Taking risks, riding aggressively and foolishly, darting between vehicles and pushing the limits and arriving safely at your destination is more dumb luck than anything else. Perhaps riders that do this sort of thing are acutely aware of close calls, and some are. There are some **** good stunt riders out there, and they’re quite amazing to watch, but then again there’s a time and place for it, and less than predictable traffic conditions isn’t one of them.

Which leads me to less than predictable traffic conditions; I can’t end this post without a contribution in the area of predictability. Predicting the future is not limited to fantasy, fiction and the stock market. I have found that by allowing myself a cushion to compensate for any margin of error on my part and riding with a temperament just under my level of skill, that it is possible to predict and avoid dangerous situations like a mind reader.

It’s not always the case, but it’s been my experience that just like stocks, drivers and traffic exhibit trends that can clearly identify potential changes in road conditions. For instance if taillights going off and on frequently in front of me. If its one driver, odds are it’s a tailgater and a driver likely to come into my lane somewhere down the road, so I make a mental note to keep track of and monitor that driver until he or she is no longer a part of the equation.

Riding with a discipline and solid temperament, remaining acutely aware of the terms of the road and giving myself a cushion to compensate for any unforeseeable mistakes has made it possible for me to get to this milestone.

Each and every time I mount my ride, I find I have increased the level of skill behind the handlebars. When I look back to the early days and the promise of my instructors that muscle memory would soon kick in, I never imagined it would be like this. I’ve been told you’re a newbie until you hit 50K and I’ve got 30K more to go. I imagine I’ll get there in much the same way I have so far, taking it one day at a time keeping it simple and safe.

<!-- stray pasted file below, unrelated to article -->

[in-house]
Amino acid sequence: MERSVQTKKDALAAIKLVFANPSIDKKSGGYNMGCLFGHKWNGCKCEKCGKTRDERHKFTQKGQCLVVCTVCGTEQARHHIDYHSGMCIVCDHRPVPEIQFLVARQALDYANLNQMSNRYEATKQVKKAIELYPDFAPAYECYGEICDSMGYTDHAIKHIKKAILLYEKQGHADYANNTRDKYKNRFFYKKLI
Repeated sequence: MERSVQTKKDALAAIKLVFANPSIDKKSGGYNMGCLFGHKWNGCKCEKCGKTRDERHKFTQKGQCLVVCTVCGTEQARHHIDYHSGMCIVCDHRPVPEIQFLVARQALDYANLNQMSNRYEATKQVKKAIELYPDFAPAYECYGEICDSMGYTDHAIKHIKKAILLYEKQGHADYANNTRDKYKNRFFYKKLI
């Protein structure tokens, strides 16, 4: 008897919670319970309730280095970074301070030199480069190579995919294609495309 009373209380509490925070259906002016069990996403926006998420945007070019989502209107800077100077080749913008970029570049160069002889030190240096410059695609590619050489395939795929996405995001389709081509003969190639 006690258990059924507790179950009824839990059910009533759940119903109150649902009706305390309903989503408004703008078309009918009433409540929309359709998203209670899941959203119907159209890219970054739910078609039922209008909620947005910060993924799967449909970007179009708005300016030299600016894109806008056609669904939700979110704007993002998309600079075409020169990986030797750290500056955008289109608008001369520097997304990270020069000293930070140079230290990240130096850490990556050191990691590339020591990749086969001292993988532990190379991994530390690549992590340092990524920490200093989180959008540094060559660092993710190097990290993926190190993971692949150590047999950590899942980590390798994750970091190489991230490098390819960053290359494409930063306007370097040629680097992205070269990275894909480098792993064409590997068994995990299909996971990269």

I'll post a shot of my Vulcan 900 Classic as it looks today sometime this weekend.

Ninja tomato farmer
17,646 Posts
That's how you get to be an old biker. I have over 20 K on my ninja and some of my fellow sportbike riders have wrecked 2 or more times in the same time period. I've dropped it a few times, but no overcooked corners or collsions with cagers. My MSF training has been the key to me staying out of situations that cause the most bike accidents. So congratulations to you on your upcoming milestone!

Crazy Old Guy
1,189 Posts
Nice job on the 20K. I just completed that milestone and feel very comfortable in most all situations. I still have 30K road miles until my 'newbie' status disappears also, although I have been riding dirt bikes close to 40 years.

I love to cruise from town to town and am planning a trek to Sturgis next year. I just received my 'tourist package' from South Dakota and am looking through it mapping out what to see and what to miss . . . this time!

Enjoy the two-wheeled life!